“Code B response team would like to thank PCSOs Brown and Osmolak for staying on duty to assist and also to the attending Tenby police officers for providing resilience.”

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Milford Waterfront development promoted at prestigious international property event

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MILFORD WATERFRONT was one of six Welsh projects to be showcased by the Department of International Trade at MIPIM, an international property event.

Part of Wales’ first property portfolio, which is worth £1.19 billion, the Milford Waterfront development is being recognised as a leading investment opportunity in Wales, with a focus on the development of a 10,000m² indoor immersive digital experiential leisure attraction.

The Milford Waterfront development represents the ambition of the Port of Milford Haven to significantly increase visitor numbers to Milford Haven, both drawing on and supporting the thriving tourism industry in Pembrokeshire, by developing a leisure-led, mixed-use destination that significantly expands the facilities and assets surrounding the existing 300-berth marina.

Neil Jenkins, Development Director, Port of Milford Haven commented: “Being acknowledged as one of the leading developments not only in Wales but in the UK is an incredible recognition for Milford Waterfront.

“This is a bold project but one that we are passionate about. It forms part of a wider business strategy to diversify into new markets and create new economic opportunities not just for the Port but for the entire region. We have a fantastic opportunity to revitalise the marina and docks and create a unique destination that Pembrokeshire and Wales can be proud of and we are excited to be showcasing that at MIPIM.”

The event took place in Cannes, France between March 12 and March 15.

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Residents ‘let down’ over new Jameston homes

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38 NEW homes could be built in Jameston, Tenby, if approved by the Pembrokeshire Coast National Park’s officers.

Members of the Park’s Development Management Committee gave their support for delegated approval to be given and there were no less than 31 conditions attached to the application.

The new homes could be built on land opposite Bush Terrace but there were objections from residents and Manorbier Community Council.

Cllr Phil Kidney raised concerns about the affordable homes being built on a separate part of the site to others saying it would create a ‘them and us’ situation.

He went on to state his unease with the plans and said the residents felt ‘very let down’ by the National Park.

Objecting to the plans, Mary Sinclair said: “Planning notices were not seen, if they were seen, they were not there. Nobody saw a notice advertising this application.

“The National Park doesn’t have a policy to prevent these being sold off as second homes. The proposal is also contrary to Welsh Government’s policy on farmland.

“In 2017, a replacement system was introduced which has to be used. This is the best and most versatile land and should be protected for future generations.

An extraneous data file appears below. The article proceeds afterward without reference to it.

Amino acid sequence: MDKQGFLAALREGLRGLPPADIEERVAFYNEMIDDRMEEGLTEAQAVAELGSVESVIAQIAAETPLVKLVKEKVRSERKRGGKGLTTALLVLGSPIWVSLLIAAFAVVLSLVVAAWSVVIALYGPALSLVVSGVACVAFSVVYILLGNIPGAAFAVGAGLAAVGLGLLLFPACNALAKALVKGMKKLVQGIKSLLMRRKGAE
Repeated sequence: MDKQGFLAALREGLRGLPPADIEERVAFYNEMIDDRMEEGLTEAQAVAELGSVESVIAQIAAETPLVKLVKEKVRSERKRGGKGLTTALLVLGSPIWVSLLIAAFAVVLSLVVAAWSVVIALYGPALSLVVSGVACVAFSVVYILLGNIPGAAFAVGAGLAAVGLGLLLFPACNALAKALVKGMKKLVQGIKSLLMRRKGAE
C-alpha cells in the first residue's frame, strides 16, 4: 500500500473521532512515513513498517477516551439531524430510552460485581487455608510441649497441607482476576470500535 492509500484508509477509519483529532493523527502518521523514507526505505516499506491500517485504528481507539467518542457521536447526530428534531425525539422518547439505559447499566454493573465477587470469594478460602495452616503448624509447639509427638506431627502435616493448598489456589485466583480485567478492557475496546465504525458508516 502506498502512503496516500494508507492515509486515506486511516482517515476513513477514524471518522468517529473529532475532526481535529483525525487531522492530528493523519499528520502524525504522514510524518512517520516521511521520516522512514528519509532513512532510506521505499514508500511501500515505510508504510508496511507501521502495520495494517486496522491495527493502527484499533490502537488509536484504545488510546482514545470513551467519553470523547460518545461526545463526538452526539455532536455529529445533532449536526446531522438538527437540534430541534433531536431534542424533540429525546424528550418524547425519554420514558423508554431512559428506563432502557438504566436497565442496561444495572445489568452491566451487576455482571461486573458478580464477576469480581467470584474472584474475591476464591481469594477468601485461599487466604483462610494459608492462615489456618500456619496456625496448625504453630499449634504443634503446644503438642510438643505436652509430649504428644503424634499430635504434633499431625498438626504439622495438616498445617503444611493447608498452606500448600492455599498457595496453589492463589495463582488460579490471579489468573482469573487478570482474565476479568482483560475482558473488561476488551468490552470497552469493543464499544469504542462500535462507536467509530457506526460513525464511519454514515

“The wall crossing the site cannot just be moved, it is part of the landscape. We would be left with a stark line of homes with no childrens playground, no safe walking route to school.

Where is the well-being of future generations? There are no solar panels, the gardens aren’t large enough and this project is building over land with the highest protection possible.

There has to be an extra-ordinary reason for you to approve this.”

Applicant Harry Thomas responded to some of the points raised saying: “The application is presented as it is. We don’t have the scale and size to build affordable homes and sell them off.

“We will be using a smaller developer, using local trade.

“Jameston will not see 38 new homes built in the next 12 months. We have been working on this application with the National Park for many years. To go at a fast pace would be far worse.

This allows us to create more work in the winter months.”

Cllr Kidney then read out a letter from Mr Ray Hughes, chairman of Manorbier Community Council.

He stated that many issues had not been considered fairly and that over 30 members of the public attended a meeting discussing the application.

Mr Hughes also spoke on the Government’s policy to encourage children to walk to school adding that a footpath should be installed.
Cllr Tony Wilcox said he found it ‘difficult’ how there was no section 106 agreement towards a footpath to the school but an officer stated that a footpath could be installed in the future.

Cllr Mike Evans questioned what affordable housing was adding that these new homes would be social housing which would be rented out by a registered landlord.

Cllr Kidney then gave his own views on the application saying: “There is a lay-by in front of Bush Terrace and there are going to be two entrances.

“I have got no problem with the development, the stone wall has been a big feature of Jameston. This is creating a development with affordable homes separate to the others. That is just creating a them and us situation and that is a big fault. The affordable housing should be integrated in.

“There is a lot of concern here. There is no problem with space so I don’t know why we need to encroach. We could make bigger gardens, this is about giving everybody a fair crack at the whip. There is a lot of discomfort about it, the residents feel very let down that none of the points raised were considered. It is not fair on them but there is not a lot we can do about it and I want to state my unease with this development.”

When it was put to a vote the committee were unanimous in giving delegated authority for the plans to be approved.